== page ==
Small scalds and burns can be treated by a first aider, but often medical attention is needed.
What are they? Burns are caused by dry heat and scalds are caused by wet heat.
Both burns and scalds damage the body by removing the layer of skin that protects the body from infection.
Symptoms Extreme pain Shock, depending on severity of burn Swelling around site of burn Redness and blistering Charred skin on a very deep burn
First aid aims Halt the burning Alleviate pain Minimise risk of infection
Actions Stop the burning by applying running cold water to site of burn for at least ten minutes Cover wound using a clean pad or cling film to prevent infection Remove any jewellery near burn site Treat for shock
Further action Unless the wound is superficial, call 999.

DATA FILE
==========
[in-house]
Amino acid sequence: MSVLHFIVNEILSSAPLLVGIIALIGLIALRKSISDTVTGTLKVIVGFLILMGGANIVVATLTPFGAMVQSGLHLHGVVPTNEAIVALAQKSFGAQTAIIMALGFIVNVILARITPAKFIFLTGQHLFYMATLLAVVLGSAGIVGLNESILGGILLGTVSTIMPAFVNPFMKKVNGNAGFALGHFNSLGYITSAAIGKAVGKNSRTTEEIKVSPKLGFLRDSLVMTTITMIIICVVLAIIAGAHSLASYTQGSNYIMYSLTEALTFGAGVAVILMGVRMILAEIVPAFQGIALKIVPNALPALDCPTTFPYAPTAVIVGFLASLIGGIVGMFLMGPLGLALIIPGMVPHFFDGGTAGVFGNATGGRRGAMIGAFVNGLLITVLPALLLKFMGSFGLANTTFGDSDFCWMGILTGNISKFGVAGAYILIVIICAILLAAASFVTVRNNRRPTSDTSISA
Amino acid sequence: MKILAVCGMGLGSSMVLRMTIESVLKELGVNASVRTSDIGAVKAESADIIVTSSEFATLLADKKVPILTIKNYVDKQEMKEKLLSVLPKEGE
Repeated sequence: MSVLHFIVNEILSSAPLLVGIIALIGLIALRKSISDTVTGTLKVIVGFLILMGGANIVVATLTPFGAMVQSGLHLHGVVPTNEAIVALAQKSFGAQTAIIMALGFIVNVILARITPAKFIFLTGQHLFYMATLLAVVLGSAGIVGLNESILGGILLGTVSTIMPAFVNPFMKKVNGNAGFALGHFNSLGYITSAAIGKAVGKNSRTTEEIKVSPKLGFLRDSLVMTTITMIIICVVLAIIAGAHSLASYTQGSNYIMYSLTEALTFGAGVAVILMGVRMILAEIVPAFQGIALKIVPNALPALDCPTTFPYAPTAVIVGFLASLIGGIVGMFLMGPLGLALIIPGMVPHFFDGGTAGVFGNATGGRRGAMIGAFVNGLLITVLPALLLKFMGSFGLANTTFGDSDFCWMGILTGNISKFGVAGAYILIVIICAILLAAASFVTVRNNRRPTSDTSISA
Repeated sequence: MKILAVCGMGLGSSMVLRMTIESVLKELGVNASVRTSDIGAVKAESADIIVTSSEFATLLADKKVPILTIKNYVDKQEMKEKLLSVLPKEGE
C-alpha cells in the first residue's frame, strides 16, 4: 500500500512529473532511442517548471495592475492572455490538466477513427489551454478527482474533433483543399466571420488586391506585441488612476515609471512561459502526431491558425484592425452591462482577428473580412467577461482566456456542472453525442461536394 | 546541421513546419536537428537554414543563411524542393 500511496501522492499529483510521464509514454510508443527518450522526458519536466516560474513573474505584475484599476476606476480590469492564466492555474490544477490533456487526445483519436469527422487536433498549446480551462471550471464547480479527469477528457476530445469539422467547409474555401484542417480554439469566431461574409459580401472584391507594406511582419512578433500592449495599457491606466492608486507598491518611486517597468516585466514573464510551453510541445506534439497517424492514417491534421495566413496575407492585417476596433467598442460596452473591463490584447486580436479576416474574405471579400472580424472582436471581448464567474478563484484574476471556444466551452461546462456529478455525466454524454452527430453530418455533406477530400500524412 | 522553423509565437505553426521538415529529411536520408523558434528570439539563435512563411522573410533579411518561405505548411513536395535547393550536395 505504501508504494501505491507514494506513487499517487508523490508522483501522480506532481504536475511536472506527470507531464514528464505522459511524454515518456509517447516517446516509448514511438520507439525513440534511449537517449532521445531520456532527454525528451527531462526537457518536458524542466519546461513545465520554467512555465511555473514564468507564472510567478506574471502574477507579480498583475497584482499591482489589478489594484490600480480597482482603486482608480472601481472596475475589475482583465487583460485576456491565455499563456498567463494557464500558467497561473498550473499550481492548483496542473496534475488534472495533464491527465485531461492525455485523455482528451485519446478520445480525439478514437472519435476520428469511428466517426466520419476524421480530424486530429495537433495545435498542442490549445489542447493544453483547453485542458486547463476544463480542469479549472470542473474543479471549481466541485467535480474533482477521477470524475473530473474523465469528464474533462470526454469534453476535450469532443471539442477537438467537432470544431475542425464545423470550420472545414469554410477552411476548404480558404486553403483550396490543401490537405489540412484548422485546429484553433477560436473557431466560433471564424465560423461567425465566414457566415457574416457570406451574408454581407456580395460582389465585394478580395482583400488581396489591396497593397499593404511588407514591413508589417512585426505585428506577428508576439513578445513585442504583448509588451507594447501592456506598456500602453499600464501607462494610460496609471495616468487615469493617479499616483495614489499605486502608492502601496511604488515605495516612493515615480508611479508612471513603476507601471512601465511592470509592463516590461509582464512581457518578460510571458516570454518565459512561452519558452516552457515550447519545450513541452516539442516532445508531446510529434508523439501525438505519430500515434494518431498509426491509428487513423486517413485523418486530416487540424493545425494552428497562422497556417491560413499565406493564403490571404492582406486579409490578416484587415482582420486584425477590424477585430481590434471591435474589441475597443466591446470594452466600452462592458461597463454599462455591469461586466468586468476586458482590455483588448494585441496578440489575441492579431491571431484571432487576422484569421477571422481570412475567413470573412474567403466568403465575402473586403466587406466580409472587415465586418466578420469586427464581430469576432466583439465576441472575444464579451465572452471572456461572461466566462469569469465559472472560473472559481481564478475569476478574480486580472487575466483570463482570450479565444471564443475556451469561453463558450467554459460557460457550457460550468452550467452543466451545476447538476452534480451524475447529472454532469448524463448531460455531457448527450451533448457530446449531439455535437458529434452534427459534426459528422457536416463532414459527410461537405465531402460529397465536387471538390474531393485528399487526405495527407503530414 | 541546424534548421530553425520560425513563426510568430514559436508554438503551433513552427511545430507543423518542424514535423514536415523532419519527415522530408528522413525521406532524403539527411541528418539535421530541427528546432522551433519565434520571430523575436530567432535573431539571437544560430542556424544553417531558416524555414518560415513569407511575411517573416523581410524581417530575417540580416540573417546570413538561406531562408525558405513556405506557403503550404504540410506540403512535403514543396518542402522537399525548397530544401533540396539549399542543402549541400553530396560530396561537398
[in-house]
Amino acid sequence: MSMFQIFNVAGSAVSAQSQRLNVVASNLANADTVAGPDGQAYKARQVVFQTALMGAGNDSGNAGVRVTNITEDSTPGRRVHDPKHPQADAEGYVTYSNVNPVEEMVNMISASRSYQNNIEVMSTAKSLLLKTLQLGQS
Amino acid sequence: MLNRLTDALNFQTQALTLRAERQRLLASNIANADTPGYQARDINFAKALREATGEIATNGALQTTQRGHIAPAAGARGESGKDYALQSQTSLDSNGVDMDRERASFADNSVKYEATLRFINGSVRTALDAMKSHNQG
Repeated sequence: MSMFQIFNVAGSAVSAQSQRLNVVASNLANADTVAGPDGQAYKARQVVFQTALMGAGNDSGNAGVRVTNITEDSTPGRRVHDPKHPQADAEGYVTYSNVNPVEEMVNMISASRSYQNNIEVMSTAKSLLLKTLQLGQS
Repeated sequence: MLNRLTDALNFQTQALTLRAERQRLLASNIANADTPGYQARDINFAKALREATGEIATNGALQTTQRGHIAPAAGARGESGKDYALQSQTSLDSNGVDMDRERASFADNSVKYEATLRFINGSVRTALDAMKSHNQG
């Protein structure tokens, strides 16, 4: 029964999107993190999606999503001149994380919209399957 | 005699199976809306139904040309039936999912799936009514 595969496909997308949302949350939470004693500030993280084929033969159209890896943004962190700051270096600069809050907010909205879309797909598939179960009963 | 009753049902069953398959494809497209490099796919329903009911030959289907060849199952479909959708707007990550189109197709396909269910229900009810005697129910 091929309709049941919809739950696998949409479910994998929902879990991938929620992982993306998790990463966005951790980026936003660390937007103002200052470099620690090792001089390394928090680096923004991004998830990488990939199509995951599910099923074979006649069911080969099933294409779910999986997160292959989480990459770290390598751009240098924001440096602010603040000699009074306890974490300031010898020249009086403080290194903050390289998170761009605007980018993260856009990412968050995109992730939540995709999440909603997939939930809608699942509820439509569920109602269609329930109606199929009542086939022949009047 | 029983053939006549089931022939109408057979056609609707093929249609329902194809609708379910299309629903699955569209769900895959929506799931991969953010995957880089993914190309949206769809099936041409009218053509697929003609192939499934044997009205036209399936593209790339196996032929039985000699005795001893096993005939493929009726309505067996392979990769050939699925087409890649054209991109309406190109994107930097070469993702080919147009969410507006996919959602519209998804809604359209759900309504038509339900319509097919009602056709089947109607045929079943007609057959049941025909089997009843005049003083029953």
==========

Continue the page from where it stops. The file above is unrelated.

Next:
Minor cuts and grazes
Most cuts and grazes can be treated by a first aider.
Cleaning the wound Wash wound gently with water and mild soap Remove any debris and dirt Press clean pad on wound to halt bleeding Cover with sterile adhesive bandage Inspect regularly and remove bandage when a scab has formed
When to seek medical advice See a doctor if:
You're unable to clean all the dirt from the wound The cut is more than 1cm long, or is deep
Further action Get help if:
Bleeding persists Casualty shows symptoms of shock
Further information See bleeding for information on how to treat more serious injuries.